I am really surprised how many people read this blog and think it is just Chris condemning each and every practice, saying they should NEVER be used and outlawed like some kind of contraband.
The gyst I am getting is to say that when using these mechanics in the same way they have always been used, for the same reasons, at the same times, with the same intentions, doesn't do anything but to perpetuate the cliche and so adds little to nothing new to the gaming experience.
He doesn't say the old games that STARTED the cliche are wrong for it, because at the time of their release they were the innovators and the ideas were not yet played out.
And when you think about it, finding a new way to do it is just using your critical thinking and creative muscles, something that is already being flexed with game creation.
I also want to point out that "finding a new way" doesn't equate to just innovation. When altering a known cliche, as has been described by Chris and some others on these comments, it is possible to change it and create something "new" by changing the context and layering other concepts alongside them to make it feel fresh and not the same dry old stuff. We've seen game design do this, where the base gameplay is actually fairly straightforward and almost bland but because of added aspects from other games outside of the genre, it becomes something almost entirely new. RPG elements are bleeding into FPS's and adventure game concepts moving into platformer games.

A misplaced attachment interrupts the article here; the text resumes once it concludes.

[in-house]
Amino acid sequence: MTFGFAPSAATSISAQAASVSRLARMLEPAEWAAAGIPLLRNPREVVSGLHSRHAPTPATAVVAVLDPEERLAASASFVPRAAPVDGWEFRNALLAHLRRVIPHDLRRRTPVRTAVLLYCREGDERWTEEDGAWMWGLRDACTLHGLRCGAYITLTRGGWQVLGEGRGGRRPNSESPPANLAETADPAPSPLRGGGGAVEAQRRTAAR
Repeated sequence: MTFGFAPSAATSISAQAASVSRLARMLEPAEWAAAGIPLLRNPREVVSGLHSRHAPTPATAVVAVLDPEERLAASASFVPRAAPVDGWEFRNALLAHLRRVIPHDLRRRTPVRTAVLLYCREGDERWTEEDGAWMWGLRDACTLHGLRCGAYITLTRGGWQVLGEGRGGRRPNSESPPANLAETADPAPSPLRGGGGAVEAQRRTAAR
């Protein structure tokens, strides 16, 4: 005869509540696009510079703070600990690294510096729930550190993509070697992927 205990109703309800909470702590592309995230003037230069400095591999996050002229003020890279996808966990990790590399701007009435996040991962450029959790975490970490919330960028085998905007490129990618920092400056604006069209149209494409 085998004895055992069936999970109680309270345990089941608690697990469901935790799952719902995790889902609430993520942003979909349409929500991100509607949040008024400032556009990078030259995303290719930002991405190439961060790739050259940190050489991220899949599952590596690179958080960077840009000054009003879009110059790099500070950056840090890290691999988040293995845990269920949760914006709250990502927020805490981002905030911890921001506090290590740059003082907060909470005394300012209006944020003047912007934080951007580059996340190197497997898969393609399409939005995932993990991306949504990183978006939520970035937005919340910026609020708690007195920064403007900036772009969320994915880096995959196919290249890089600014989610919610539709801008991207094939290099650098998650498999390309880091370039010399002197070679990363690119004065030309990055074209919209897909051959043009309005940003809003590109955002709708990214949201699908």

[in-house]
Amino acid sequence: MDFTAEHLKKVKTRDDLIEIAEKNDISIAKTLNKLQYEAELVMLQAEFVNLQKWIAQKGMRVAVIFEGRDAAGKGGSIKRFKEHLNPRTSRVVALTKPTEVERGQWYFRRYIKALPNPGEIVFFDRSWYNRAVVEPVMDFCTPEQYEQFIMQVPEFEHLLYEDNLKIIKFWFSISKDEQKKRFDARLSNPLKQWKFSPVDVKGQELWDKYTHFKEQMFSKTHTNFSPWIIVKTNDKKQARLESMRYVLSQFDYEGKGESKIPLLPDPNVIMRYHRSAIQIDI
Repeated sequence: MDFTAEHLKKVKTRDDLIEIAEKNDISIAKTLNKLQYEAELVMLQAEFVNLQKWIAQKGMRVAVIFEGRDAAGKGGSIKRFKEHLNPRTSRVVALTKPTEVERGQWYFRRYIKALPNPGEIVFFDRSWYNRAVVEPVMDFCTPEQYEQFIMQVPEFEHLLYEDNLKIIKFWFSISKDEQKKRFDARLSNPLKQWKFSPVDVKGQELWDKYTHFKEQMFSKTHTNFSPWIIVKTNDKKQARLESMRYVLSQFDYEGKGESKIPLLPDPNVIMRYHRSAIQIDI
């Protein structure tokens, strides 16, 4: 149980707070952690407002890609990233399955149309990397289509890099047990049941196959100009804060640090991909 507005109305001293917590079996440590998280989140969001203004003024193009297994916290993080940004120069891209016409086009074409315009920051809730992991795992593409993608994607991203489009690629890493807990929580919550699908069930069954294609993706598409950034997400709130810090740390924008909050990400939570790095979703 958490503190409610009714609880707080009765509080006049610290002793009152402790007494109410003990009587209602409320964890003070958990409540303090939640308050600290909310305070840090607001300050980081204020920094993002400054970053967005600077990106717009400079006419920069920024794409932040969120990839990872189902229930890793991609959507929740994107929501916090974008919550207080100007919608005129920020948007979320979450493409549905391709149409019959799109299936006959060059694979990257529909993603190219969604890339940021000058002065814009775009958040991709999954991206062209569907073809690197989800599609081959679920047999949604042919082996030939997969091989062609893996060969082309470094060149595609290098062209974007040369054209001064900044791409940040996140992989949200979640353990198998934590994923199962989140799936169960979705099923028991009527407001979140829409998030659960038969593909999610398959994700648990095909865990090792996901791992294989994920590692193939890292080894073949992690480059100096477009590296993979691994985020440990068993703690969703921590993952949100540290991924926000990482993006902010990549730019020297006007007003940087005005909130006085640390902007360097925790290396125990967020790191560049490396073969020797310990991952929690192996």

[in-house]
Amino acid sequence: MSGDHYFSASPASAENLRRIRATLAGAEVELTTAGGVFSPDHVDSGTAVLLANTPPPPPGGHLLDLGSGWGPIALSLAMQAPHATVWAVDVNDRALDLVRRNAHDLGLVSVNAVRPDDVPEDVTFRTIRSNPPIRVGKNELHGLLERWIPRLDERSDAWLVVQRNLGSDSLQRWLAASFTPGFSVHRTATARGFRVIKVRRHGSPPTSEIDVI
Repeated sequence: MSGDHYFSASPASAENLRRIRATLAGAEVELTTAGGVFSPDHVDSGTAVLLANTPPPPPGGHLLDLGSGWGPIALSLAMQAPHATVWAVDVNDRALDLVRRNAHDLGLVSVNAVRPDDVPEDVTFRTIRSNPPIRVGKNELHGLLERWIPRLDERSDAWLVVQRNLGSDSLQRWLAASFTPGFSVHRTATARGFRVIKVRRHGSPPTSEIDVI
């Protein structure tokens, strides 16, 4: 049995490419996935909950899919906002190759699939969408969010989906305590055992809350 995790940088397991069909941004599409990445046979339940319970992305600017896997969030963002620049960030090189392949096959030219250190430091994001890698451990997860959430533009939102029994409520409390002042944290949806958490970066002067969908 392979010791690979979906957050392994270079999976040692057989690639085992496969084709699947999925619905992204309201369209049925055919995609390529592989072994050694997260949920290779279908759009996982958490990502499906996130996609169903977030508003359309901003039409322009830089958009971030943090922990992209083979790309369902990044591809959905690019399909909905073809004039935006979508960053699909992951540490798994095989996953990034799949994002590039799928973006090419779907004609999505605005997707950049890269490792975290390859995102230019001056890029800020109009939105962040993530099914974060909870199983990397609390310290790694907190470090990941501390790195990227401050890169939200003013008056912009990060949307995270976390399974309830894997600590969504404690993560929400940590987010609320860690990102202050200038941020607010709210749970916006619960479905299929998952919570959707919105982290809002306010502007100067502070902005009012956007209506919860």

I think the big point Chris is making is not to just take a cliche and use it the way it was always used. Bend it, twist it, make it both appropriate in your game, but also seamless within that game's world. If the world has the equivalent of a block puzzle or keys or something, that's ok, so long as it's not 100% cheese. Like running through a modern house and suddenly you need to find a red key, a blue key and a green key in what look like traditional wooden chests.
Or walking into the garage to see a stack of wooden crates. Cause.. who keeps stacks of wooden crates in their garage nowadays, ya know" Who color codes keys like that?
Cliche ideas can be refreshed with a little consideration. In horror movies you always see that no car wants to start when you are trying to get away from the monster, you always have to scream and try 5x to get it to turn over. At this point, doing that in a film doesn't HELP as the audience already expects it to happen, and so there is little to no building of suspense. Have the car start, then stall as it goes into gear. have the person trying to get away realize it doesn't start because she's in someone's else's car, one that looks like theirs and is nearby. I'd be a lot more riveted to the screen if they start with the cliche and bend it on it's ear by saying " there's a good reason it won't start, and now you need to run like hell to get to the RIGHT car".